Ocean Literacy Principle #7
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Conceptual Flow Diagrams
- The ocean is the last and largest unexplored place on Earth—less than 5% of it has been explored. This is the great frontier for the next generation’s explorers and researchers, where they will find great opportunities for inquiry and investigation.
- Understanding the ocean is more than a matter of curiosity. Exploration, inquiry and study are required to better understand ocean systems and processes.
- Over the last 40 years, use of ocean resources has increased significantly, therefore the future sustainability of ocean resources depends on our understanding of those resources and their potential and limitations.
- New technologies, sensors and tools are expanding our ability to explore the ocean. Ocean scientists are relying more and more on satellites, drifters, buoys, subsea observatories and unmanned submersibles.
- Use of mathematical models is now an essential part of ocean sciences. Models help us understand the complexity of the ocean and of its interaction with Earth’s climate. They process observations and help describe the interactions among systems.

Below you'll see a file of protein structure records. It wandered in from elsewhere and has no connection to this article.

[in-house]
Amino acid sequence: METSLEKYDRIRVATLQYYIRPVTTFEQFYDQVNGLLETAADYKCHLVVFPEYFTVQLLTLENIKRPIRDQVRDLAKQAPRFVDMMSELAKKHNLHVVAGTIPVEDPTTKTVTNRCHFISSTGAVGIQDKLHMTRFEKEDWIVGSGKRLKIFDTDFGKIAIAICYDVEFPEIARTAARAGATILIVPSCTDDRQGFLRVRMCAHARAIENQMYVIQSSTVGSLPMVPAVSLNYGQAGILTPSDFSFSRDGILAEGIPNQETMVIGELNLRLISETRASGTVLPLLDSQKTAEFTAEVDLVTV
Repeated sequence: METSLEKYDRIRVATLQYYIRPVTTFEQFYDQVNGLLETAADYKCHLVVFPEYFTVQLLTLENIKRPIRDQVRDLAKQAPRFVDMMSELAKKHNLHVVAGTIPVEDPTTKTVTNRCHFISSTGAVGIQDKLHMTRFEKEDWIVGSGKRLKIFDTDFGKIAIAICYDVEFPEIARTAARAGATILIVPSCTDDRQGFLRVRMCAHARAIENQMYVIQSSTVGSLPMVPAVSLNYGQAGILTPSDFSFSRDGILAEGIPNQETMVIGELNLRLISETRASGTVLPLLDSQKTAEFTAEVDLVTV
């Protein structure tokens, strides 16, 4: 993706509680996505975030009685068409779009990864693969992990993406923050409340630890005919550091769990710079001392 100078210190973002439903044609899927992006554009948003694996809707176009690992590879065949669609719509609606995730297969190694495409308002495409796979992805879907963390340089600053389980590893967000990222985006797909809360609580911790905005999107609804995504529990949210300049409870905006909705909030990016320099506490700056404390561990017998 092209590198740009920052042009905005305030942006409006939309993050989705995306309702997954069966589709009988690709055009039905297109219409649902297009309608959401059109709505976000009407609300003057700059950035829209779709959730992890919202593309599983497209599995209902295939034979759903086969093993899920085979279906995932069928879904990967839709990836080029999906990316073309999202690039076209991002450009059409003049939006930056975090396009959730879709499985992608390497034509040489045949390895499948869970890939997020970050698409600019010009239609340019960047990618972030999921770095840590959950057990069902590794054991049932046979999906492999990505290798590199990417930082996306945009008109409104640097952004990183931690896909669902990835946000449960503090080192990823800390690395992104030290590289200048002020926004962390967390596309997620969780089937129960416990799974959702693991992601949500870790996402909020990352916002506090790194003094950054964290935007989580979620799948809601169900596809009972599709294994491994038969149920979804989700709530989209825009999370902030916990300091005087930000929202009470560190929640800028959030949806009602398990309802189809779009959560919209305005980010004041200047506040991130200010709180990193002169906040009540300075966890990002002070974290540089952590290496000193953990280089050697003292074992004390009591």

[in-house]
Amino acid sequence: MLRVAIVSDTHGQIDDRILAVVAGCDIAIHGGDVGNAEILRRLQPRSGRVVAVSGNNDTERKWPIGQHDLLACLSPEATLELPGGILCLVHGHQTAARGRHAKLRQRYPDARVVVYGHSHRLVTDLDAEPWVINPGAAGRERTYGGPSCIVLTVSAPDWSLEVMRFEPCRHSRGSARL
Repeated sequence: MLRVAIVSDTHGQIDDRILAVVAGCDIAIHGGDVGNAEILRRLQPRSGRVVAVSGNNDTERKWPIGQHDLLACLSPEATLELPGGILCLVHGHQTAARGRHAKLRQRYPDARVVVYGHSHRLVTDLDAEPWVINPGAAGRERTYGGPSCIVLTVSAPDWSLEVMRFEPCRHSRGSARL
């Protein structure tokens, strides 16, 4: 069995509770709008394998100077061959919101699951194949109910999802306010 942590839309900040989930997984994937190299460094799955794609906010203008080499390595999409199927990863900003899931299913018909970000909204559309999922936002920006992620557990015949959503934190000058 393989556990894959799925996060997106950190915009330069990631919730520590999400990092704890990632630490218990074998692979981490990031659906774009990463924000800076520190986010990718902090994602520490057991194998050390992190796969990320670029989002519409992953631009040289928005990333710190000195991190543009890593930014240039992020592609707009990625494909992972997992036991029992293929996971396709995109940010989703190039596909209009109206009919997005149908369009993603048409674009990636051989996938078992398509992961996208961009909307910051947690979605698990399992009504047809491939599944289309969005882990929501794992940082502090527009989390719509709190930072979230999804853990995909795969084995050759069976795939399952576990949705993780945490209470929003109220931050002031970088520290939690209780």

- Ocean exploration is truly interdisciplinary. It requires close collaboration among biologists, chemists, climatologists, computer programmers, engineers, geologists, meteorologists, and physicists, and new ways of thinking.
Alignment of Scope & Sequence to Fundamental Concepts
This chart indicates how the Scope and Sequence aligns with Ocean Literacy Principle 7. The grade band runs across the top; the fundamental concepts for Principle 7 run down the left column. There are three levels of alignment:
[blank]= no alignment; x = mentions concepts; XX = addresses concepts in depth
Principle 7: The ocean is largely unexplored.